According to Shikhar Ghosh, a senior lecturer at Harvard Business School, almost three-quarters of US venture-backed firms fail to return on investor’s capital. This week’s disheartening announcement from Fab proved that even the most promising cash cow is not a safe bet. Luckily, researchers at MIT may have come up with a mathematical model which can assess the “quality” of a startup- and help us understand why some startups go up in flames.
The model is based on an empirical study which projects the growth potential of tech startups with “new precision — and could help local or regional policymakers assess their growth prospects,” according to the MIT News Office. It determines the “quality” of startups, where “quality” denotes the chances of either landing an IPO or getting acquired within the first six-years.
“A central question in evaluating the impact of policies toward business creation, startups, and innovation, is simply how to measure the kinds of entrepreneurs who are likely to build growth businesses,” explains Scott Stern, the David Sarnoff Professor of Management at the MIT Sloan School of Management, the research lead.
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The study summarized in Science, titled “Where is Silicon Valley?” explains how Stern and his colleague Jorge Guzman, a doctoral candidate at MIT Sloan, armed with an exhaustive list of new firms from California’s official business registry for the years 2001 to 2011, tracked a series of features that was common high-growth firms over the period from 2001 to 2006, for 70 percent of the firms.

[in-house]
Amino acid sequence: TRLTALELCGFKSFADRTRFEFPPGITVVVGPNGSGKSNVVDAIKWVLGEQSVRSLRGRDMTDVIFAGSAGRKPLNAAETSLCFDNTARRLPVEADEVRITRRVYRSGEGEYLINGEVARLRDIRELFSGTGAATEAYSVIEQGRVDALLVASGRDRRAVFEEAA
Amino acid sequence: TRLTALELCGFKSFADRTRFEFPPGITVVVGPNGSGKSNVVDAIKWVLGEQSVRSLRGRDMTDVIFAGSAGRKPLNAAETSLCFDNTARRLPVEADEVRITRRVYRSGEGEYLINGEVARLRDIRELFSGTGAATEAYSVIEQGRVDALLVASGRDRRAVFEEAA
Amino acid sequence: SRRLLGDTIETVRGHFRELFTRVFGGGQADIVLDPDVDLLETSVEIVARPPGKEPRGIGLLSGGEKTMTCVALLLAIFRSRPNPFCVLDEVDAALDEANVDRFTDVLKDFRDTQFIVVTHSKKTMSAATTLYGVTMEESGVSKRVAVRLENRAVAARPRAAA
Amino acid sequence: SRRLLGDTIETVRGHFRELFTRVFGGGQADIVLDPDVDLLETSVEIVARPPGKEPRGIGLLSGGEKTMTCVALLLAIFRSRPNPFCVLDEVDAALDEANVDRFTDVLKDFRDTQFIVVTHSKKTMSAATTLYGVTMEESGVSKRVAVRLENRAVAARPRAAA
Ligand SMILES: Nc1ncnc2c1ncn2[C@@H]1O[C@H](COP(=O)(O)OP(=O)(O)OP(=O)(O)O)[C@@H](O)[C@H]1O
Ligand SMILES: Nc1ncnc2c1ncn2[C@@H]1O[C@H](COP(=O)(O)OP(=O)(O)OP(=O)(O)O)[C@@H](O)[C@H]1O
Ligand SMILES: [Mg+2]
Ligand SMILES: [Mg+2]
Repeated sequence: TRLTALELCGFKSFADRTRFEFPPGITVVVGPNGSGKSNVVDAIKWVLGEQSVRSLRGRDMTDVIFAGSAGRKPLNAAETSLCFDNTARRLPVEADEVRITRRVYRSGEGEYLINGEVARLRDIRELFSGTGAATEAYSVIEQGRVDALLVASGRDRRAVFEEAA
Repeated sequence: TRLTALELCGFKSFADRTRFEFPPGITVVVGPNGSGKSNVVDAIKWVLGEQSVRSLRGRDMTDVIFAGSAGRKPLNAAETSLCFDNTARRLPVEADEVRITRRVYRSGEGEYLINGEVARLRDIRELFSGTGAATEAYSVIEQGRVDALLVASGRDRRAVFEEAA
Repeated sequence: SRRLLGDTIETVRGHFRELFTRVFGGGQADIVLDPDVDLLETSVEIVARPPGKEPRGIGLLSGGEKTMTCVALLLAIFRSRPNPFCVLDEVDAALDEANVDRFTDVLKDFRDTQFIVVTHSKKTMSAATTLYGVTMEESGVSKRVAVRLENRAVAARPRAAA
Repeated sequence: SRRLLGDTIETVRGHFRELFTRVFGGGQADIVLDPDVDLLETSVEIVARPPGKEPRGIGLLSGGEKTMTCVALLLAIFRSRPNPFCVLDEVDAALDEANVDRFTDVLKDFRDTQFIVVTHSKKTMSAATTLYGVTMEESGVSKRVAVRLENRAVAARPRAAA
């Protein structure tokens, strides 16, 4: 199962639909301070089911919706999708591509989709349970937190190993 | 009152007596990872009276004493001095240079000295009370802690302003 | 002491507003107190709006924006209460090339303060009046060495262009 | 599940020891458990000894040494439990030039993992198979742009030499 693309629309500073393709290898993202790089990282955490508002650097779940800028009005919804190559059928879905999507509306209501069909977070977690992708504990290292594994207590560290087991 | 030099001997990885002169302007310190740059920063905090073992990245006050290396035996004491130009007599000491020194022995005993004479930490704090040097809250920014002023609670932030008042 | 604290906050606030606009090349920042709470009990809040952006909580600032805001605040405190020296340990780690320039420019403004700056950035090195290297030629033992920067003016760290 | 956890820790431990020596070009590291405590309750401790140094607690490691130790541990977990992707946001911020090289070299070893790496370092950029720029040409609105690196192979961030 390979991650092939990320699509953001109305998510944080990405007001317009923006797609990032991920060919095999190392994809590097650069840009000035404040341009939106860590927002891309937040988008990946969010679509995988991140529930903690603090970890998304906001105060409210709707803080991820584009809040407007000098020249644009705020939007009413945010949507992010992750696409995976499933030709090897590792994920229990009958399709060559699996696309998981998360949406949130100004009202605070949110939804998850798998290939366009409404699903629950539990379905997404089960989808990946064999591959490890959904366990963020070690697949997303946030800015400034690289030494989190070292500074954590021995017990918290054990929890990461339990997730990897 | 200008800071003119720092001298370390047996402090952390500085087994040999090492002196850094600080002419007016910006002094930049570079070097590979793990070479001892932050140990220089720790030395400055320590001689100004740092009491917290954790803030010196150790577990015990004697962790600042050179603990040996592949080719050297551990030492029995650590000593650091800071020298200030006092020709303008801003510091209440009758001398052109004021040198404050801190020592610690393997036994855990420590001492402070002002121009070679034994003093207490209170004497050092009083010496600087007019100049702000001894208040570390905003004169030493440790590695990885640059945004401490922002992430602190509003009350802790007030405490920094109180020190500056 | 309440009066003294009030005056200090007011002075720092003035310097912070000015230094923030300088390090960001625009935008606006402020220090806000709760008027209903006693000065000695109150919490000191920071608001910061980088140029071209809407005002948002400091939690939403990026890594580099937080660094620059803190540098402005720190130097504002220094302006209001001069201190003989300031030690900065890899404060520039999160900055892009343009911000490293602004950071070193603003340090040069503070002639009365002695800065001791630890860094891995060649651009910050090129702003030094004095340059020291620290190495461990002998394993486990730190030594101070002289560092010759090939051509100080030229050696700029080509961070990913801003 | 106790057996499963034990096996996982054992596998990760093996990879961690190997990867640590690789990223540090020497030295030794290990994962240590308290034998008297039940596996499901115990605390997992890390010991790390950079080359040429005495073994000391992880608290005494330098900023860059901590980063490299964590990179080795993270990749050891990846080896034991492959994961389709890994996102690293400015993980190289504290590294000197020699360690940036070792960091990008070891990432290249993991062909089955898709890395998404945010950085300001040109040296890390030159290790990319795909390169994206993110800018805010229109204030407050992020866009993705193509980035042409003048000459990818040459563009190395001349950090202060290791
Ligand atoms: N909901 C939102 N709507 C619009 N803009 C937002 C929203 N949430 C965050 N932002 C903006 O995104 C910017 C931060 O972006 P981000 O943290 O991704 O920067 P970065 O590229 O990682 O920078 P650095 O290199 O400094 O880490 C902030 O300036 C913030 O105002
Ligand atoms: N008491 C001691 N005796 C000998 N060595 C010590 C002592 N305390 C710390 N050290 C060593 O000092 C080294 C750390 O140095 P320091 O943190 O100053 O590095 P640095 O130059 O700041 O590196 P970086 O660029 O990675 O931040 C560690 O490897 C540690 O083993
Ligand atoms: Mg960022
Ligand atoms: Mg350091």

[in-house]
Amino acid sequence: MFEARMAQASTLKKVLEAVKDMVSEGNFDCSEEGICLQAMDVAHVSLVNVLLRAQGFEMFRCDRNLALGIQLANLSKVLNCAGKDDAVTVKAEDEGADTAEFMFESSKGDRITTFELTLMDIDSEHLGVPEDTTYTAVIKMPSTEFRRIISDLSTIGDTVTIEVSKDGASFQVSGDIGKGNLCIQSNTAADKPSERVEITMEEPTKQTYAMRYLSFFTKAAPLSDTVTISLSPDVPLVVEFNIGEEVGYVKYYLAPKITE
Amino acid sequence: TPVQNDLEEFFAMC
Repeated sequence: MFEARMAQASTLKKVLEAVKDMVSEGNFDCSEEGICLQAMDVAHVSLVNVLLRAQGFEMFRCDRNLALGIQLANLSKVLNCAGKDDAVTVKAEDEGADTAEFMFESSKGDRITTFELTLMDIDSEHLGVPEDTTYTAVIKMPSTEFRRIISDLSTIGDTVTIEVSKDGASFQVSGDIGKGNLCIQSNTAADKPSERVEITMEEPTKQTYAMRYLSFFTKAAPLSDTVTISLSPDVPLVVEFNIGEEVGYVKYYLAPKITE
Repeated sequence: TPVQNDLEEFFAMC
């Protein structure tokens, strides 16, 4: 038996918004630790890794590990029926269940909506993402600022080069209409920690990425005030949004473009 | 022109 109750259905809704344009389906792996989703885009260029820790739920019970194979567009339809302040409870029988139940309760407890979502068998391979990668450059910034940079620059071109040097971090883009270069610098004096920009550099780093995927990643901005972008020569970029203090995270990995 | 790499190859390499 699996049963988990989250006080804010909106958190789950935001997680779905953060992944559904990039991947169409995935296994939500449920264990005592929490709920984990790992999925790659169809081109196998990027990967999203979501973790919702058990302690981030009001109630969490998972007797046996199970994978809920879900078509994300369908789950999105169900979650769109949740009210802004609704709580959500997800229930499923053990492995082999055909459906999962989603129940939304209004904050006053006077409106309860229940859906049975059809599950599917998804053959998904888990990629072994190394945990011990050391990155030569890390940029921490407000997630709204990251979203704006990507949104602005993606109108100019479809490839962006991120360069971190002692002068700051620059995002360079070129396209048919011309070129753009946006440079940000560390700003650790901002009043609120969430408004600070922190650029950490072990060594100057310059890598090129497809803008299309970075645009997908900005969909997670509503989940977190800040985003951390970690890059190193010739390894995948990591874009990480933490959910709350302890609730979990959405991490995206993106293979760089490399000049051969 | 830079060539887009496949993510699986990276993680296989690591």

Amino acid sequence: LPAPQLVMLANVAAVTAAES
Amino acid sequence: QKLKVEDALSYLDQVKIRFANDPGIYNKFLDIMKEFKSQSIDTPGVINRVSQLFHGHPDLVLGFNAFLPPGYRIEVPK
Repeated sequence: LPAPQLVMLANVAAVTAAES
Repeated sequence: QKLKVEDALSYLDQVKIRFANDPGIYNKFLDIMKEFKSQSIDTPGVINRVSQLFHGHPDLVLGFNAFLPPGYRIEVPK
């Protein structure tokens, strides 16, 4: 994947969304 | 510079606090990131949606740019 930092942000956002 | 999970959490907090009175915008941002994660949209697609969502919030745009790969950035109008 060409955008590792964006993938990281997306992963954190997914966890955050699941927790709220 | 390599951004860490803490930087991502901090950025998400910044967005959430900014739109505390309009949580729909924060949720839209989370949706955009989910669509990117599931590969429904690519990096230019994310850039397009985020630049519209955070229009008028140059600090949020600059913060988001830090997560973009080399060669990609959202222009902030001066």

With the results they tested their model with the outcomes of the other 30 percent of new firms in the same period. They also tested their model against new firms registered in the years 2007 to 2011.
“It is very difficult to manage the entrepreneurial ecosystem if we cannot measure the entrepreneurial ecosystem,” Stern said. “While our work is a first step, we believe that policymakers and practitioners and researchers would benefit from being able to assess … the combined entrepreneurial quantity and quality in a given region. What we want is to really create new real-time economic statistics.”
Some interesting findings from their research include:
- Companies without the name of the founder in the title had 70 percent more chances of either landing an IPO or getting acquired within the first six-years.
- Companies with shorter names had 50 percent more chances of success than the ones with longer names.
- Equally interesting is the fact that those companies with “high tech” names have 92% better chance of either landing an IPO or getting acquired.
The study also provides insight regarding geographies and locations.